Any tips to share about making a game in 24hrs?

Try to have a plan beforehand, and keep it simple!  If you know who you’ll be working with, have a bit of a meeting and come up with ideas first.  Make sure you’re all working in a language you’re familiar with and that you know how you’ll split up the work so you’re not coding over one another.

Anything else you would like to share?

I really enjoyed the GameHack experience and I’m looking forward to coming to the next one!

GameHack Q&A: attendees share their thoughts

Game Jams are a lot of fun, but if you haven’t attended one before fear not! We’ve chatted to some of the people who came to GameHack earlier in the year to find out why they came, what they did and how they got on, the first is Chris Hannah :)

Who are you?

I’m Chris Hannah, I’m 20 years old and I’ve been doing different forms of programming since secondary school.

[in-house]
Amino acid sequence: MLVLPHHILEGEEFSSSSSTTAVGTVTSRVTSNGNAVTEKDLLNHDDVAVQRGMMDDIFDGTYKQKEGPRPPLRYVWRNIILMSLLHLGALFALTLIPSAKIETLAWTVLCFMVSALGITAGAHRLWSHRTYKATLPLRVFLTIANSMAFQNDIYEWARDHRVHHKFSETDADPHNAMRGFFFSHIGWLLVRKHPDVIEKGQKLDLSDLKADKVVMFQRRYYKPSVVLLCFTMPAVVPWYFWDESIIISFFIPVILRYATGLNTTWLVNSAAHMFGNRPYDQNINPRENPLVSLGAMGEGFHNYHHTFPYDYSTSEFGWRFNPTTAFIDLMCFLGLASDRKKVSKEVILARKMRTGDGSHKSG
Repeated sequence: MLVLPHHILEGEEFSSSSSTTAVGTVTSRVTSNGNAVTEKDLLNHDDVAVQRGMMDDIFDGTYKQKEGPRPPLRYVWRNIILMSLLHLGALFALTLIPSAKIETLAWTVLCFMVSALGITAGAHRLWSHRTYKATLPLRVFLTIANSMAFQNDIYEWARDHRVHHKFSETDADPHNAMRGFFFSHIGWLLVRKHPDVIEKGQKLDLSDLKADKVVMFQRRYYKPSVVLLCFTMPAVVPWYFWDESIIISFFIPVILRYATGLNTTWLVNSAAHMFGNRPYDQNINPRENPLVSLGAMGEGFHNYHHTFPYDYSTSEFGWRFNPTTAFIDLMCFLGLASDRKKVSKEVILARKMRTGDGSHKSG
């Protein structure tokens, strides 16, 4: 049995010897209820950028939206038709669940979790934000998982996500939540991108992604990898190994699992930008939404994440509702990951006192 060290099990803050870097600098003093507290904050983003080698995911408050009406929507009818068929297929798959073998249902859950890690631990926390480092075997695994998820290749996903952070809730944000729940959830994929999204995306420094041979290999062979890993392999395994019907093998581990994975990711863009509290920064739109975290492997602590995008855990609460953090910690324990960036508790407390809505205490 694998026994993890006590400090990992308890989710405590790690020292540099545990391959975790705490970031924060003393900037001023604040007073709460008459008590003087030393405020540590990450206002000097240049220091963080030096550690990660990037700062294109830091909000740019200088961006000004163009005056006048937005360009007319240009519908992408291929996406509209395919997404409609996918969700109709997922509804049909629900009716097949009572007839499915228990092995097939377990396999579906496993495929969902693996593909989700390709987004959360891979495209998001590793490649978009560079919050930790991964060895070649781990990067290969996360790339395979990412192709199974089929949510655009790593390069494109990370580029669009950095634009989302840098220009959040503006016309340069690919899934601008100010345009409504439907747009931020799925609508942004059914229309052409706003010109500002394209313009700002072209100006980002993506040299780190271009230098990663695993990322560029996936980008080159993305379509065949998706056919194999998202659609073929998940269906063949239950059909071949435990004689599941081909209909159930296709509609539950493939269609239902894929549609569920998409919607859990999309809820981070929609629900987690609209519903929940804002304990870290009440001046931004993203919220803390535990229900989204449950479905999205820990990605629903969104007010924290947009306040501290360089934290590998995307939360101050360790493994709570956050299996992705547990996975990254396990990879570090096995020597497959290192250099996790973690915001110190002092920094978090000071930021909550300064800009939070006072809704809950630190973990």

What is your favourite game of all time and why?

I can’t really answer this with one answer. My favourite game was always Pokemon Yellow, because I spent all of my childhood with it and as it followed the TV episodes, I chose this one! But I also play (I know many will dislike this) World of Warcraft, and I think this has the best experience of a game I’ve ever played, plus it has a few million players and there is endless amounts of things to do.

Do you regularly attend Game Jams? Or was GameHack your first one?

I’ve entered Ludum Dare 3 times so far, but GameHack was my first competition where I actually met with other developers and all worked in one area.

How did you find it?

Terrifying. I’d never really communicated with other developers at all, apart from the few friends I know or a few people on different forums, so It was very different to actually see everyone getting on the coach to Pinewoods because I’d never been with so many game developers, it was awesome.

The actual event I found was planned out very well, the mornings presentations got everyone thinking of what they could do and gave everyone a boost. It’s incredible to go from programming apps/games in your spare time to being in Pinewoods Studio with other developers watching presentations from people like Facebook and Mozilla.